Leaving Halifax County on a wintry January day, approximately two dozen men travelled seventy miles to Edenton and kidnapped Francis Corbin. The land agent was hauled back to Halifax County and sequestered in Enfield with his subordinate Joshua Bodley. After four days, the two co-agents agreed to demands to be more transparent in their official operations, and the rioters were assuaged—at least temporarily. What transpired those four days is known as the Enfield Riot (1759).
For some time, Francis Corbin had been accused of malfeasance. He and his co-agents, the allegations went, had condoned false surveys, charged excessive fees, and purposefully granted an identical tract to more than one grantee. It was not sloppy bookkeeping; it was corruption and a duplicitous way to gain wealth. These charges, more or less, never stuck. If Corbin were alive today, he might have been called the Teflon Land Agent.
Eventually a formal reprimand and investigations occurred. In 1756, Lord Granville, Corbin’s employer, warned him to stop dishonest business operations. But the land agents continued their usual practices. Therefore, farmers petitioned the General Assembly. The body established an investigatory committee that found Corbin’s office guilty of irregularities. Even so, Corbin walked away without censure. Many believed that the land agent influenced the Assembly. In other words, he bribed selected Assemblymen. Royal Governor Arthur Dobbs subscribed to this opinion. (Dobbs and Corbin had had many disagreements, so this was par for the course.)
Approximately 24 men—many were substantial property holders—kidnapped Corbin and Bodley and interrogated them in Enfield (the county seat of the newly formed Halifax County). Although no bodily harm was inflicted, the two were under duress and agreed to do three things. One, they promised to appear in court to make whole those who had been duped and cheated in their previous land grant schemes. Two, the land agents pledged to establish a proper protocol for all future land dealings. Three, the two signed a statement that purportedly acquitted the rioters of any wrongdoing in kidnapping them.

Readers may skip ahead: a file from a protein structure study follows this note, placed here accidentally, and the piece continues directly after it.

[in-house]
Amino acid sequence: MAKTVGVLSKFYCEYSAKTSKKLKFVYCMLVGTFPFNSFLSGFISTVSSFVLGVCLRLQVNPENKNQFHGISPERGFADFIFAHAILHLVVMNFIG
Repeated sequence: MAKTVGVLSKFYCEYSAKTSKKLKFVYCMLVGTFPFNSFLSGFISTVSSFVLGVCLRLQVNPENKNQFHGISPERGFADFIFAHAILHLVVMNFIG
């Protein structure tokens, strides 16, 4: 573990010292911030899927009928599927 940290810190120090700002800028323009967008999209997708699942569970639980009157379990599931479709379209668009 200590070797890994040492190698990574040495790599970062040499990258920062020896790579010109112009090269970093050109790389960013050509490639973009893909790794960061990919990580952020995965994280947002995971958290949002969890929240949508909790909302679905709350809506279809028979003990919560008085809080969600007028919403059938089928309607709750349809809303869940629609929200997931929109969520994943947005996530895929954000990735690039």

The rioters were unable to “prosecute” another land agent, John Haywood. Corbin’s subordinate had died shortly before the Enfield Riot. The rioters were skeptical of this news. With shovels in hand, they dug until they reached Haywood’s body. Only until then, did they believe Corbin’s word. (Later they were charged with grave desecration.)
The rioters had established an extralegal jurisdiction to enforce the law. They took matters into their own hands. In fact, a judge, William Hurst, was one of the rioters, and his presence added some legitimacy to the event. Others, however, as historian Wayne Lee points out, considered the whole matter to be the product of a “Sham Jurisdiction.”
Lord Granville relieved Corbin and Bodley from their duties in 1759, and Royal Governor Dobbs found a way to remove Corbin from the Council the following year. Chowan countians, however, elected Corbin to the General Assembly, and there he continued to be a foil for Dobbs. (For more on Francis Corbin click here.)
The General Assembly soon used the charges against the investigation of the rioters against Governor Dobbs. Assemblyman Corbin more than likely played a role in this turnabout as the Assembly alleged that Dobbs approved and overlooked the rioters’ “insurrection.” More than likely, he considered what prompted them to riot instead of the actual event.
Wayne E. Lee, Crowds and Soldiers in Revolutionary North Carolina: The Culture of Violence in Riot and War (Gainesville, 2001); George W. Troxler, “Enfield Riot” in William S. Powell, ed., Encyclopedia of North Carolina (Chapel Hill, 2006).